WEST PALM BEACH, Fla. (CN) - A former promoter of galas held at President Donald Trump's Mar-a-Lago club filed a libel lawsuit Monday against the Miami Herald over a story that she claims falsely portrays her as the one-time head of a day spa prostitution ring.
Li Juan Yang Gong aka Cindy Yang was cast into the spotlight in February, after a Jupiter day spa that she purportedly used to own became targeted in a prostitution sting, which yielded misdemeanor solicitation charges against New England Patriots owner Robert Kraft and others.
Yang was neither charged nor accused of any wrongdoing in the case.
In the wake of Kraft's charges, the Miami Herald published a string of investigative pieces that reported Yang used to own the spa and sold it around 2013, several years before it became the subject of the prostitution investigation. The coverage included allegations of prostitution at other South Florida spas purportedly owned at one time by Yang or her family, under the Tokyo Day Spa brand name.
The Herald's stories also brought to light that Yang had a busy business booking Chinese nationals on trips to luxurious galas at the Mar-a-Lago resort club in Palm Beach, where they could rub shoulders with local high rollers, members of Trump's family and even Trump himself.
The newspaper published photos of Yang posing with Republican higher-ups including Sarah Palin, U.S. Senator Rick Scott and President Trump at various fundraisers and events at the sprawling club.
Yang, represented by attorney Evan Turk, claims the Herald's March 8 story on her connection to Mar-a-Lago was politically motivated and "reads as if it is the playbook for the anti-President Trump manifesto.”
Her lawsuit filed in Palm Beach County Circuit Court alleges the story relies on unverified online comments and reviews to insinuate Tokyo Day Spa locations that Yang owned were operating as houses of prostitution. As noted in the complaint, the Herald reported certain Tokyo Day Spa locations appeared on rubmaps.com and adultsearch.com, where users pinpoint places where sexual gratification is sold.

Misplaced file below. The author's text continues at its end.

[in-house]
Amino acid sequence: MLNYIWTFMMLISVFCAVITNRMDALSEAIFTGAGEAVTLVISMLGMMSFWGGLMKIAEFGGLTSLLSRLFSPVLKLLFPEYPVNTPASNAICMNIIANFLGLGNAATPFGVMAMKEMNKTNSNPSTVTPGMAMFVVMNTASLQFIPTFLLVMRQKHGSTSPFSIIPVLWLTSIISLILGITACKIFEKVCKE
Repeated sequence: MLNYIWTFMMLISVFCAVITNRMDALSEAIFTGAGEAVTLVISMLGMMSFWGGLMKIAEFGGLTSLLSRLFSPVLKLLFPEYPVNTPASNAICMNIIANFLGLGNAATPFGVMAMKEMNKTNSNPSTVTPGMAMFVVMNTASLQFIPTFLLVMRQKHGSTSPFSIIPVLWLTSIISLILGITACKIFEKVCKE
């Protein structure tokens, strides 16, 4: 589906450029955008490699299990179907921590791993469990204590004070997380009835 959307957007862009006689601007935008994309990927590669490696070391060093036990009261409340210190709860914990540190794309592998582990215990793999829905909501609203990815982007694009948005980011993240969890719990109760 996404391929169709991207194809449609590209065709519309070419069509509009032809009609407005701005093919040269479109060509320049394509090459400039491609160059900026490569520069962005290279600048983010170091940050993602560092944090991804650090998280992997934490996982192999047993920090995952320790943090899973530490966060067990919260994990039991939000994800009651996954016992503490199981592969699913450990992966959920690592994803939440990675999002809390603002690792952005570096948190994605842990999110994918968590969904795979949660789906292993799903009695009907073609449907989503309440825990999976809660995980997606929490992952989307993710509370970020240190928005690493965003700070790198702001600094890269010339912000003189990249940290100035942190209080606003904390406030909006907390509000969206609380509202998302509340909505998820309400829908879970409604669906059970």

Pre-suit correspondence between opposing counsel shows that the Herald stood by its reporting amid threats of the lawsuit's filing.
"First, your client had the opportunity to state what she understood to be the facts, and the Herald reported her position," the newspaper's attorney Sanford Bohrer wrote, noting the Herald briefly communicated with Yang prior to publication.
"Second, the Herald largely relied on police reports, which is privileged under Florida law," the lawyer wrote.
The newspaper's attorney pointed out that the March 8 article stated clearly that Yang had sold the Jupiter business long before it became the subject of the high-profile prostitution sting.
The Herald attorney in later pre-suit correspondence warned that the litigation "will be quite expensive" with regard to attorney fees as well as travel expenses, as "there will be many witnesses, including the Trump family and associates." Bohrer also threatened to file for relief under Florida's anti-SLAPP statute, which provides for attorney fee awards against those who submit legal claims to intimidate or silence critics.
Yang seeks damages for libel against McClatchy Co., the Miami Herald's publisher.
She claims that the coverage caused her Mar-a-Lago event booking business to dry up and that she can no longer attend events there. She says she also suffered sleep deprivation and lost her role as an "executive volunteer with the Republican Executive Committee."
At the center of the lawsuit is the Herald's coverage of claims by a whistleblower who purportedly worked at a Tokyo Day Spa and reported prostitution activity there to police. According to Yang, the Herald coverage failed to clarify whether she owned the spa at the time.
In the final correspondence before the suit was filed, the Herald's attorney said: "The most likely result [of the litigation] is not just that your client will lose ... but that you and she may be liable to the Herald for the fees it pays us for the defense."
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